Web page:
Economy Screws Climate

| Fri Oct. 3, 2008 9:26 PM EDT

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Economic turmoil on its latest grandest scale is already threatening Europe's climate protection policies. Automakers today urged EU authorities today to reconsider proposed limits on CO2 emissions. Their argument: the current financial crisis makes it too hard to meet them, reports New Scientist.

Cynical-mini-me says why not make the car-makers adhere to tighter CO2 emissions and then give them a bail-out? You know, the tried and true method.

The European Commission is also proposing to auction CO2 emissions permits by 2013. But now Poland, Greece, Hungary, Slovakia, Romania, and Bulgaria are assembling a blocking minority to stall that climate package. They argue their power plants don't have enough cash to compete with giants like Germany on the free-market auctions.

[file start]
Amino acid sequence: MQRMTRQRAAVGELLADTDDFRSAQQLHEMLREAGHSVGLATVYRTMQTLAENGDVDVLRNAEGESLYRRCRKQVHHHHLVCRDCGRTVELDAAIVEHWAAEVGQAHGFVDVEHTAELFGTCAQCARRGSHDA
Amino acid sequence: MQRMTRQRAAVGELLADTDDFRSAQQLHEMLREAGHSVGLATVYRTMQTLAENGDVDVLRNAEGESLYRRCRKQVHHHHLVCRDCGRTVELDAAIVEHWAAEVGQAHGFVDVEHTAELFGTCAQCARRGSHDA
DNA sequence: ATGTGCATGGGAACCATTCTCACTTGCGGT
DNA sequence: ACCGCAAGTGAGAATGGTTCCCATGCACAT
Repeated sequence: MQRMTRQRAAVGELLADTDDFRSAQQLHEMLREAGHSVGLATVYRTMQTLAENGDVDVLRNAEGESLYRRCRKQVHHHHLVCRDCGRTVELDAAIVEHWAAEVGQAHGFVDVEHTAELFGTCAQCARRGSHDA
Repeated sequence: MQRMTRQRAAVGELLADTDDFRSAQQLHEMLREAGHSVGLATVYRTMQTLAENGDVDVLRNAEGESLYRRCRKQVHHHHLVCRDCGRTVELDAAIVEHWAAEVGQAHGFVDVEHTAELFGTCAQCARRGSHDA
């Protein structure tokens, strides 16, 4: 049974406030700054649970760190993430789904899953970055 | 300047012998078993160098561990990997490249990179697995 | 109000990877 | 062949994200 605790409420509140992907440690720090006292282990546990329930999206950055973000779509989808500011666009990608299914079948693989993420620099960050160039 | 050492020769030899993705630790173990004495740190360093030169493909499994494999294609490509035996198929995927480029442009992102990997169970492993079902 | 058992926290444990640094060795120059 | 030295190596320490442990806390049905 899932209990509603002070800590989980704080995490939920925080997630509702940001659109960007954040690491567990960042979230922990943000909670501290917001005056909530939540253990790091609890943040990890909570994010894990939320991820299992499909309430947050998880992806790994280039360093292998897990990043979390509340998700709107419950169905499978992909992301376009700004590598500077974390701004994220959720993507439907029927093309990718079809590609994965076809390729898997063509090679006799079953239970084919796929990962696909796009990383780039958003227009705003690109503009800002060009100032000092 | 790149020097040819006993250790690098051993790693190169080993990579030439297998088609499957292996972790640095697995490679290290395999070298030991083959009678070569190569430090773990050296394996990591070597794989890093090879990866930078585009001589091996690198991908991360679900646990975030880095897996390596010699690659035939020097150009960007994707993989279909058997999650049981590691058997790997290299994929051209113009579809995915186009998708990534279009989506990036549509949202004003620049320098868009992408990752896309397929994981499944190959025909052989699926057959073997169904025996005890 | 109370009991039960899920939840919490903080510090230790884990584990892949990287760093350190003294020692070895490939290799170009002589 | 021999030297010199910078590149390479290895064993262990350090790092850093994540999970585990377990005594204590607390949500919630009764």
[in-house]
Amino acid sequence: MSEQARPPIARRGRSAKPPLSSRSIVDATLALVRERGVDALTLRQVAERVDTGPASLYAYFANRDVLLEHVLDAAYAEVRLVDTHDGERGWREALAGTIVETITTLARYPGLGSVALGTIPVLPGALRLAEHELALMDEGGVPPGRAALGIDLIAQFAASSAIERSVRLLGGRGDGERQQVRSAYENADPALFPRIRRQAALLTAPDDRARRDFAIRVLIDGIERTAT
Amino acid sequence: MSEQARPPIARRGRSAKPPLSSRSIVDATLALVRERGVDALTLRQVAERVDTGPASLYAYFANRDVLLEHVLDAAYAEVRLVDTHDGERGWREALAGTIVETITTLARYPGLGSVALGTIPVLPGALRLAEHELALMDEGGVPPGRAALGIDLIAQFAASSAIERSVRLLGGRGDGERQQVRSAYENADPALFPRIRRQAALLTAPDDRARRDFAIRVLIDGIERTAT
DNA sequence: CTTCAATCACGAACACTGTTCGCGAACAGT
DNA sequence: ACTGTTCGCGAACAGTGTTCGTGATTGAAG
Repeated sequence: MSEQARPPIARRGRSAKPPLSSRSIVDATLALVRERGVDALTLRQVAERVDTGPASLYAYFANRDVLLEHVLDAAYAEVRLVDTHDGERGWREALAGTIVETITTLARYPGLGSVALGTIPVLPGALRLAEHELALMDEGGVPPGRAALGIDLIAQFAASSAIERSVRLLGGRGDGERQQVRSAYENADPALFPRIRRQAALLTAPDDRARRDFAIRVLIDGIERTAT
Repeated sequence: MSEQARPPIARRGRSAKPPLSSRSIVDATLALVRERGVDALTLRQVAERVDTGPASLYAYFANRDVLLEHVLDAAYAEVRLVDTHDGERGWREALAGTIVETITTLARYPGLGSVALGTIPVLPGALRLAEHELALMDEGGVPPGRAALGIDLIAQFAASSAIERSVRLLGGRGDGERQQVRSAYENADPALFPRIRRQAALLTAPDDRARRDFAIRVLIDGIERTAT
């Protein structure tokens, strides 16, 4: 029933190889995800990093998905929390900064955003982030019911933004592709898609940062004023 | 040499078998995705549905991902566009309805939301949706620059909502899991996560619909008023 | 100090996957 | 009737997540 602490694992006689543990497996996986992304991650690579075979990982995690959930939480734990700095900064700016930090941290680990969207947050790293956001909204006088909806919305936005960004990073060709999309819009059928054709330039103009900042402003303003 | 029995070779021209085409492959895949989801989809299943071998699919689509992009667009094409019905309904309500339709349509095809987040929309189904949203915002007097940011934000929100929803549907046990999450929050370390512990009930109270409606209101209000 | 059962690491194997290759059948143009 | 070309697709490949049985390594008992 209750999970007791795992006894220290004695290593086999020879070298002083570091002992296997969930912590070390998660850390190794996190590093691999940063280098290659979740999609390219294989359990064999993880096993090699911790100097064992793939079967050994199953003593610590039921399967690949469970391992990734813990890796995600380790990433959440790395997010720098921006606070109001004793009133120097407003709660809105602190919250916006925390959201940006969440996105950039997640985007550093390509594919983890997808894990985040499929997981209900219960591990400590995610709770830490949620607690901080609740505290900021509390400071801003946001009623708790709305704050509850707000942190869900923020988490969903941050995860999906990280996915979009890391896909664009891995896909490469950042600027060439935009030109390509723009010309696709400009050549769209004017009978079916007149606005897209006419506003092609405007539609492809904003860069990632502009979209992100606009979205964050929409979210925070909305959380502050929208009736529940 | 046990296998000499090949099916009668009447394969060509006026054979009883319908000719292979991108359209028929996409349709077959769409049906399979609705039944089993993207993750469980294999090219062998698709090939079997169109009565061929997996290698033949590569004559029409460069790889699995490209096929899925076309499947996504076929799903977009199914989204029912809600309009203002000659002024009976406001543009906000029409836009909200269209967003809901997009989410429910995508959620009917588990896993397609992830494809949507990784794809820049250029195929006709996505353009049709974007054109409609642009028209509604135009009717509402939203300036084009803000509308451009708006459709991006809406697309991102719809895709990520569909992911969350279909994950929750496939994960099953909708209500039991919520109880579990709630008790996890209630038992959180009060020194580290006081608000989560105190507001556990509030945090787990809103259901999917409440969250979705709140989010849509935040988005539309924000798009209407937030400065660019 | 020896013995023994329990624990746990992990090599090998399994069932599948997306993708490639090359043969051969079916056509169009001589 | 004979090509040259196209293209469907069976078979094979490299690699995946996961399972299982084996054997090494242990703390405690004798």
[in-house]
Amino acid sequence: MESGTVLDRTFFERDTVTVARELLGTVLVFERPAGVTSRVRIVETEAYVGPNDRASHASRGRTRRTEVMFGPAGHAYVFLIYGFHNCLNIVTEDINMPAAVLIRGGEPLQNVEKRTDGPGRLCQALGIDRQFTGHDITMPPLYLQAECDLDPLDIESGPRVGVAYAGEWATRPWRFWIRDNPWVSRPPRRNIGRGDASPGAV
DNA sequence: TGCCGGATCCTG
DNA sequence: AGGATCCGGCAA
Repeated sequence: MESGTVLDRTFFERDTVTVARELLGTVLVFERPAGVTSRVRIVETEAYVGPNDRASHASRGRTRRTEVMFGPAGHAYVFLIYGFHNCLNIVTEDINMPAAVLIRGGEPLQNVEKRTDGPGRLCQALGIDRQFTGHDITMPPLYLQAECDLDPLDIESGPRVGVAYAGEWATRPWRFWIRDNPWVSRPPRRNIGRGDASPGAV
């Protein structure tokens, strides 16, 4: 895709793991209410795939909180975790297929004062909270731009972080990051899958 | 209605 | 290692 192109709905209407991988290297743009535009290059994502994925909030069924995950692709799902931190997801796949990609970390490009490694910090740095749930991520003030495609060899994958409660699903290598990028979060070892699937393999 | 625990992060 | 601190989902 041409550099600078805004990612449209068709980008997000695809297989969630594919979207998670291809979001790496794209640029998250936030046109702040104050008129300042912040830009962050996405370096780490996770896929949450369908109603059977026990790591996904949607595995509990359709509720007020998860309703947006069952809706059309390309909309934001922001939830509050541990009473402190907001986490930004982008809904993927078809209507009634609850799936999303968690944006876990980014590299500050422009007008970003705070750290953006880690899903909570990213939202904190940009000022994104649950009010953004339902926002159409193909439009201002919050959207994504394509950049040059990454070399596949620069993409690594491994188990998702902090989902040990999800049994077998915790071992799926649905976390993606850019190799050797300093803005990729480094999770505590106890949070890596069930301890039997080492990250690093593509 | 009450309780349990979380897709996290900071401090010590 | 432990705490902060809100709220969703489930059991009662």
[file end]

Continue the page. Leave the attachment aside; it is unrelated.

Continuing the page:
Well, no one's got cash now. Maybe not even by 2013. Too bad we didn't seriously tackle this environmental regime change when the global economy was fat and happy. The ranks of the whiners just got bigger and louder and harder to budge. All while the environmental meltdown that no one's paying attention to until it gobbles us up is coming our way too.

Julia Whitty is Mother Jones' environmental correspondent, lecturer, and 2008 winner of the Kiriyama Prize and the John Burroughs Medal Award.

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